Local voters make their voice heard

Local voters make their voice heard

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On Saturday, Australia categorically snubbed The Voice.

It was a landslide win for the ‘no’ campaign, with all states and the NT voting against a constitutionally-enshrined Indigenous advisory body.

The ACT was a lone wolf in saying ‘yes’.

With three quarters of ballots now counted, nearly 64 percent of Western Australians have voted ‘no’.

But the electorates of Burt and Canning have returned an even more vociferous ‘no’, with 67 percent of Burt and nearly 77 percent of Canning against The Voice.

Member for Canning Andrew Hastie said it was clear his electorate voted “no to division”.

“While the Yes campaign had the deep pockets of big business, big finance, big tech and big sport, working Australia’s answer to The Voice was a resounding No, particularly in Canning and also in the south west. The results tell us that Australians don’t want to divide our country by race and ancestry – this was all about unity,” he said.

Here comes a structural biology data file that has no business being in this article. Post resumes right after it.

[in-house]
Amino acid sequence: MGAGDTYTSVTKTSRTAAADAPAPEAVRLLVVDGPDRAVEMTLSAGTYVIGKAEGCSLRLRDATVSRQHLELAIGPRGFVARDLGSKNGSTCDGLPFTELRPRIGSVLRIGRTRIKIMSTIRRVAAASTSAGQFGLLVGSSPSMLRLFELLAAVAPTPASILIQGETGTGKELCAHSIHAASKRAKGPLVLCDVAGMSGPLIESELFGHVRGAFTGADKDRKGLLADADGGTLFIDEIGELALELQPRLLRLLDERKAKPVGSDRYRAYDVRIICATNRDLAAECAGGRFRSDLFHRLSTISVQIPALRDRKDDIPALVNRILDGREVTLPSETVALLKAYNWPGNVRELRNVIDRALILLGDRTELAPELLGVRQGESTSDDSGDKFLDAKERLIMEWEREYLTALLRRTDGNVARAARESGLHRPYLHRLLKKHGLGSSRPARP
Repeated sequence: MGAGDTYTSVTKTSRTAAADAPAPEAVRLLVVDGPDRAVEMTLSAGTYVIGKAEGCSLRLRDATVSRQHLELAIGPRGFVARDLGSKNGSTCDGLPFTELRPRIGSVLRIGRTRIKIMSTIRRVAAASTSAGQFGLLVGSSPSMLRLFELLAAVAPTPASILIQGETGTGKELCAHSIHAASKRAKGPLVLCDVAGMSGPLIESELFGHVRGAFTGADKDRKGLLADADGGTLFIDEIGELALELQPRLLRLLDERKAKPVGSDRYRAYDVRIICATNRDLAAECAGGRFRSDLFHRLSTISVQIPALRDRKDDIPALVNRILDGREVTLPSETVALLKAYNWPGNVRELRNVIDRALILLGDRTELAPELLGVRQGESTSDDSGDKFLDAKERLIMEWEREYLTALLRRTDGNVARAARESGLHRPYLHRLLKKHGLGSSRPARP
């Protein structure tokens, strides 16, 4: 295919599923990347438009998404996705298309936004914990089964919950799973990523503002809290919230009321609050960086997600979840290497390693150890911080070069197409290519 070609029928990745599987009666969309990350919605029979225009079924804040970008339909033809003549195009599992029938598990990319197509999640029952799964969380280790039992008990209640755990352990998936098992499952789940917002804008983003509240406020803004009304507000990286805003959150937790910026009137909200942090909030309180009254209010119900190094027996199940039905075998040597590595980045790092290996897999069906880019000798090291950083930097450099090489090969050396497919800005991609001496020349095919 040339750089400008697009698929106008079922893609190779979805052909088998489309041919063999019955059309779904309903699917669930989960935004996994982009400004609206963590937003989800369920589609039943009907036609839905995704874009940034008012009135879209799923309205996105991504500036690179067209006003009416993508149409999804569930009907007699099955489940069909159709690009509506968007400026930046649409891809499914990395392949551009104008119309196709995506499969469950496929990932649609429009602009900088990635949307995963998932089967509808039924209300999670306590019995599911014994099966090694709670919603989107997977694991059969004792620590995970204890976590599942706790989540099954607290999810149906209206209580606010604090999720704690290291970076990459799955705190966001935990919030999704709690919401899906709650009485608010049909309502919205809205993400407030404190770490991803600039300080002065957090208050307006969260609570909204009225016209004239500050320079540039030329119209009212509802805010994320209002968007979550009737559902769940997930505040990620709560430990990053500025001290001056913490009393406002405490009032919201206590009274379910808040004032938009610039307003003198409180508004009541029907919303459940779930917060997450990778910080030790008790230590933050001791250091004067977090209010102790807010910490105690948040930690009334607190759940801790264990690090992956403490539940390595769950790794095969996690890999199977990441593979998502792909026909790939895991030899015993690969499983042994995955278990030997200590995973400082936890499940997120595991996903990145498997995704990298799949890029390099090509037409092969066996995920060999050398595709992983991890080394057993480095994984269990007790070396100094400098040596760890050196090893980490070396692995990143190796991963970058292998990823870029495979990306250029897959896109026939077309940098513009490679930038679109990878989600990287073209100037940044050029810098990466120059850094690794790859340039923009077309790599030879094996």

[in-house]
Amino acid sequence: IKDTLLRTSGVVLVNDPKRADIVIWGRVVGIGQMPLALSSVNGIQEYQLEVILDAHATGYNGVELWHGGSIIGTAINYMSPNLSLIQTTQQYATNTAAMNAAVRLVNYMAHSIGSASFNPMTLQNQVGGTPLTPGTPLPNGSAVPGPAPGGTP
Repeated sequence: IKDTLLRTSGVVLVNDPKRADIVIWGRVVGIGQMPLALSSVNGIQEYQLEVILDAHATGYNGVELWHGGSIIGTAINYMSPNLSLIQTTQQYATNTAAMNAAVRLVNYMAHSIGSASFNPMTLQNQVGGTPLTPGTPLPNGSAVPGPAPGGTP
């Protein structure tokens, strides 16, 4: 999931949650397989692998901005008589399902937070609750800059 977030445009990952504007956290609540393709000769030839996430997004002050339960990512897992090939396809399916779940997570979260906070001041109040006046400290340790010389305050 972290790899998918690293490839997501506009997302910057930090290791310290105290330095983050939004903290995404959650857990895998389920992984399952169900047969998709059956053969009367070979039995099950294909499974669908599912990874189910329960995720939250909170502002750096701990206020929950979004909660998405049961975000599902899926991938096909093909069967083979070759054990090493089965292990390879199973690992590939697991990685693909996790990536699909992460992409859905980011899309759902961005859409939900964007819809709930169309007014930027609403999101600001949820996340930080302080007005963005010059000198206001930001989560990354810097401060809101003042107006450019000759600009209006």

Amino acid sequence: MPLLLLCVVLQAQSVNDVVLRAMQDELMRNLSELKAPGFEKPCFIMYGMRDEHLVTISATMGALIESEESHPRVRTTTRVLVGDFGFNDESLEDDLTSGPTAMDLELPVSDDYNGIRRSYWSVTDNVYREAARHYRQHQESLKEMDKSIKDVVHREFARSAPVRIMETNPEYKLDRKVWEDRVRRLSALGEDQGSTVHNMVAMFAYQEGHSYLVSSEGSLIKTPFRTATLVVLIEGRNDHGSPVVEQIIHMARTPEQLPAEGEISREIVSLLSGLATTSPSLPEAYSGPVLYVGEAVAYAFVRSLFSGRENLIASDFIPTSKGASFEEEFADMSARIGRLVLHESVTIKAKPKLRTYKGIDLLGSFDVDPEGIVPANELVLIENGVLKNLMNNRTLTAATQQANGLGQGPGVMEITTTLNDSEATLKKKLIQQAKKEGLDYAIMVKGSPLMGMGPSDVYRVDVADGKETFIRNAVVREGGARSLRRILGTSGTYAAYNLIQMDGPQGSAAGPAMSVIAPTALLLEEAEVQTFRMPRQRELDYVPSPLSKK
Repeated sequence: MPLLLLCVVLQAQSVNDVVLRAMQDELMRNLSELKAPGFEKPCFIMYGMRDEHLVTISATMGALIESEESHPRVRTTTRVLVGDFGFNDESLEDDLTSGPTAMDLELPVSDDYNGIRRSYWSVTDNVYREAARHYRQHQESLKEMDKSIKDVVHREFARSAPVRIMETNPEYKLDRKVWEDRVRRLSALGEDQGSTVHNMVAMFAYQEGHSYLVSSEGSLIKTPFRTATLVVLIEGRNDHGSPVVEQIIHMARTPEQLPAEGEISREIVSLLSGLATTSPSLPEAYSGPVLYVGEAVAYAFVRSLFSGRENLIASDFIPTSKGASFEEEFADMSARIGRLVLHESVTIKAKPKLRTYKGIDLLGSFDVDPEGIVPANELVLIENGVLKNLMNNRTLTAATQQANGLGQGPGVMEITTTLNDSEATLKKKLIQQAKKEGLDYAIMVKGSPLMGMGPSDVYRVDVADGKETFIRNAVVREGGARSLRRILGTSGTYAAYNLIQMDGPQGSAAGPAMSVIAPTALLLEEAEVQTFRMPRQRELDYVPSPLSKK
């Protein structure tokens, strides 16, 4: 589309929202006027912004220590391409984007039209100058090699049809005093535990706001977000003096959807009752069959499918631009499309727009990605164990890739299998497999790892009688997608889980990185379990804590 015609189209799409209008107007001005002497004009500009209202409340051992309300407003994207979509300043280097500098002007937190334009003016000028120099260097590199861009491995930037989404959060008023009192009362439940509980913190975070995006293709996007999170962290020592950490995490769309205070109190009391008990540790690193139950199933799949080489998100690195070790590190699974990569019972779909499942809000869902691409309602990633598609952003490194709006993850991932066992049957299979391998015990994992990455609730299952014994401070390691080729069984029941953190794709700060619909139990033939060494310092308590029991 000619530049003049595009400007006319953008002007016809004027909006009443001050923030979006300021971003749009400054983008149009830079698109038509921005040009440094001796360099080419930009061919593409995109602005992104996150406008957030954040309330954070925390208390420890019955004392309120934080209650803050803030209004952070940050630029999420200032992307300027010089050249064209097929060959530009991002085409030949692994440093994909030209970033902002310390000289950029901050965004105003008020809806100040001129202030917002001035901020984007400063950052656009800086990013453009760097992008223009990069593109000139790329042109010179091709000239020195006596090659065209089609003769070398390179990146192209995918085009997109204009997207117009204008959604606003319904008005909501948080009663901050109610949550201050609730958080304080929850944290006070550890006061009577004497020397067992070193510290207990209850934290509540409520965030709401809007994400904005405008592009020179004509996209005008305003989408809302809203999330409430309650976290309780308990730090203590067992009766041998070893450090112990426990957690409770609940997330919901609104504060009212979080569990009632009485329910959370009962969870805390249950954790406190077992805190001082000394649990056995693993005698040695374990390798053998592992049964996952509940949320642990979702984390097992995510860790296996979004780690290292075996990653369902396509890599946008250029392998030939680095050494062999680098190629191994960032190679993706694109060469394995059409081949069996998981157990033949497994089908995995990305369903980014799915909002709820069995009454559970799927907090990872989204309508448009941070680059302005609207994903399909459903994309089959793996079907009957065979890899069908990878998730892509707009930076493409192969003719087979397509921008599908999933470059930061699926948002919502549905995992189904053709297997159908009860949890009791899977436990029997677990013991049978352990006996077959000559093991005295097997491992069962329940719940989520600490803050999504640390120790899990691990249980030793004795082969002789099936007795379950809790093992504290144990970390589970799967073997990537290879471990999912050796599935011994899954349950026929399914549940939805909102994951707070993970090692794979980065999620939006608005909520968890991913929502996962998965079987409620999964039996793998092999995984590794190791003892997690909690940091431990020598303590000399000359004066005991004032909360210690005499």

Member for Burt Matt Keogh said he was disappointed by the result but respects and accepts the decision of the Australian people.

“This was never going to be easy, but we can be thankful that in Australia we make the big decisions peacefully and as equals,” he said.

“There’s no doubt the referendum has shone a light for all Australians on the need to do better in closing the gap between Indigenous and non-Indigenous Australians.”

But Mr Hastie said the referendum has “put our country backwards”.

“We are now more divided than we were a year ago, and that sits with the Prime Minister. It is now the Prime Minister’s task to unify the country,” he said.

The silver lining in all of this, is that the majority of Australians voted to move forward together as one nation. We are all equal before the law, and the people I represent – the people of Canning – voted to uphold that quality. I will continue to work to keep our country united.”

Mr Keogh acknowledged the damaging effect that Saturday’s result had had on many First Nations people.

“I know that Aboriginal Australians in our community are hurting this week, and I will continue to walk with them on the path to reconciliation,” he said.

“As a government we remain committed to listening to Aboriginal and Torres Strait Islander Australians about what works and what can make a practical difference in their communities.”